Chief Executive iFollowTheMoney, a budget tracking concern in Nigeria, Hamzat Lawal says the organisation will soon be rolling out tanks against the Federal Government over the country’s budget process.
He is therefore, challenging the Executive and Legislative arms of the Nigerian government to amend the Federal Audit Service Commission Bill 2018, or face the wrath of electorate.
The Senate had on March 1, 2018 passed for concurrence the Federal Audit Service Commission Bill 2018, which the House of Representatives had earlier passed on April 19, 2016.
In an exclusive interview with The News Chronicle in Abuja, Lawal observed that it took the Senate 680 days to concur to the bill which he described as ”very significant” for Nigeria.
”I strongly feel that the bill will see the light of the day, if we are able to unite our voices and hold our government to account and demand that they pass this bill into law.
“In 2019, there will be elections and they will request for our votes; if they do not pass this very important legislation, we will not give them our vote. But then again, not just only this audit bill, also the Universal Basic Education (UBE) Amendment Bill.
“The senate passed the UBE amendment bill since July 2017, so we are just waiting for the House of Representatives to pass it and they harmonies and send for the presidential assent. But then if we really want to fight corruption and want more investment in education particularly the young people, the UBEC Amendment bill is highly important.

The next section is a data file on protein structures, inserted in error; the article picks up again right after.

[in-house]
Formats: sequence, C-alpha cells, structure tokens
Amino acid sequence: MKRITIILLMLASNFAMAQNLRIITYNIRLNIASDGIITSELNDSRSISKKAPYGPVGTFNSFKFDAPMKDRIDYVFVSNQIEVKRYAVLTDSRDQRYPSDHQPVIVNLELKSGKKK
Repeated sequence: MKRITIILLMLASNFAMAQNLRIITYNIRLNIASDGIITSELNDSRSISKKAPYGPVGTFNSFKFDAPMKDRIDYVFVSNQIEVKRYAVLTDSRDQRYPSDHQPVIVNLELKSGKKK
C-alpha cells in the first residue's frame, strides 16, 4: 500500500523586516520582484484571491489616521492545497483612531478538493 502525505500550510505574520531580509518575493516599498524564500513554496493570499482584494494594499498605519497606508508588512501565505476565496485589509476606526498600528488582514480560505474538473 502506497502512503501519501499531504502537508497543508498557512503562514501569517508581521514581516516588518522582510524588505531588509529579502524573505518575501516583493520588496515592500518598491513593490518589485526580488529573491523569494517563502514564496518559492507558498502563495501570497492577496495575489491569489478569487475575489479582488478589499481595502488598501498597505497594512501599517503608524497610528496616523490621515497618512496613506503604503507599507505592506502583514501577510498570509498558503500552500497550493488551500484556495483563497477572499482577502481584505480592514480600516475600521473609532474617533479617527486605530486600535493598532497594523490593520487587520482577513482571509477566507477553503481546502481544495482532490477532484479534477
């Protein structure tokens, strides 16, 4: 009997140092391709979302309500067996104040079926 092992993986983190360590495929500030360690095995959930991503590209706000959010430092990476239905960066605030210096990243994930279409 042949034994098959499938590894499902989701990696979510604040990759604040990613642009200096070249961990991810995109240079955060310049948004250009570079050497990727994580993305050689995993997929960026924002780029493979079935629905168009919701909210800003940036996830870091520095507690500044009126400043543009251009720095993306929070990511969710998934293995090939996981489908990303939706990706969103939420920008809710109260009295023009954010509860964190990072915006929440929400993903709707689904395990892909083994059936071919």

“On the fight against corruption, the audit bill, is very important, presently we are a laughing stock in the international community because they think that we are not taking our fight against corruption very seriously to strengthen institution and then we are not having investment, plan or vision for our teeming young people to get skills and knowledge so we can confidently call them future leaders of this great nation”, he said.
It will be recalled that Paradigm Leadership Support Initiative (PLSI), BudgIT Foundation and Connected Development (CODE), had charged the National Assembly to speedily conclude legislative activities on the new Federal Audit Service Commission Bill and send to the President for assent.
The Civic Organizations frowned at the Nigeria’s supreme audit institution, responsible for the provisions of a pre-independence audit law known as “The Audit Ordinance Act of 1956” as well as “The Public Account Committee Act, CAP P35, LFN 2004’, both of which have rendered the office of the Auditor-General for the federation ineffective and less efficient.